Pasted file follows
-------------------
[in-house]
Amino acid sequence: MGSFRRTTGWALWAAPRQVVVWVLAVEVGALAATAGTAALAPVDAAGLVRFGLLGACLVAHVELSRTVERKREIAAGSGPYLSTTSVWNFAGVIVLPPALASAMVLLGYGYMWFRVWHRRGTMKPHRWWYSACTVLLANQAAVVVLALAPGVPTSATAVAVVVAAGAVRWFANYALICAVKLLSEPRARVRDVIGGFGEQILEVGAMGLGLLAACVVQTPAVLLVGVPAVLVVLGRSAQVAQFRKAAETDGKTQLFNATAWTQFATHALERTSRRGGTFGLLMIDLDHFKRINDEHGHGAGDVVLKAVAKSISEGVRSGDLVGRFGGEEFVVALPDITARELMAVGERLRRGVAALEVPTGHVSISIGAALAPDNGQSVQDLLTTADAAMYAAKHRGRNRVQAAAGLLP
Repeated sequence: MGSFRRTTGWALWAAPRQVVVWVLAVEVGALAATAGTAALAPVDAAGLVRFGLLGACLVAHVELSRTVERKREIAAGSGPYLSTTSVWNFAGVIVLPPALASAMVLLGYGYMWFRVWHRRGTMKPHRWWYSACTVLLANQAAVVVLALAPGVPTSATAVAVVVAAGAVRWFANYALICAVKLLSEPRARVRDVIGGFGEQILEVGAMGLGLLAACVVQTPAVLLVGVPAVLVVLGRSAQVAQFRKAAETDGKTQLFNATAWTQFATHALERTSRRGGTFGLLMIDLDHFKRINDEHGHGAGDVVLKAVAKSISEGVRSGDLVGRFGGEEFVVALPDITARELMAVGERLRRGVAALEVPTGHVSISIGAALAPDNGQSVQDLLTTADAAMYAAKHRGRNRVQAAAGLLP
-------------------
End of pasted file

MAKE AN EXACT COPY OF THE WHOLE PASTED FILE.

[in-house]
Amino acid sequence: MGSFRRTTGWALWAAPRQVVVWVLAVEVGALAATAGTAALAPVDAAGLVRFGLLGACLVAHVELSRTVERKREIAAGSGPYLSTTSVWNFAGVIVLPPALASAMVLLGYGYMWFRVWHRRGTMKPHRWWYSACTVLLANQAAVVVLALAPGVPTSATAVAVVVAAGAVRWFANYALICAVKLLSEPRARVRDVIGGFGEQILEVGAMGLGLLAACVVQTPAVLLVGVPAVLVVLGRSAQVAQFRKAAETDGKTQLFNATAWTQFATHALERTSRRGGTFGLLMIDLDHFKRINDEHGHGAGDVVLKAVAKSISEGVRSGDLVGRFGGEEFVVALPDITARELMAVGERLRRGVAALEVPTGHVSISIGAALAPDNGQSVQDLLTTADAAMYAAKHRGRNRVQAAAGLLP
Repeated sequence: MGSFRRTTGWALWAAPRQVVVWVLAVEVGALAATAGTAALAPVDAAGLVRFGLLGACLVAHVELSRTVERKREIAAGSGPYLSTTSVWNFAGVIVLPPALASAMVLLGYGYMWFRVWHRRGTMKPHRWWYSACTVLLANQAAVVVLALAPGVPTSATAVAVVVAAGAVRWFANYALICAVKLLSEPRARVRDVIGGFGEQILEVGAMGLGLLAACVVQTPAVLLVGVPAVLVVLGRSAQVAQFRKAAETDGKTQLFNATAWTQFATHALERTSRRGGTFGLLMIDLDHFKRINDEHGHGAGDVVLKAVAKSISEGVRSGDLVGRFGGEEFVVALPDITARELMAVGERLRRGVAALEVPTGHVSISIGAALAPDNGQSVQDLLTTADAAMYAAKHRGRNRVQAAAGLLP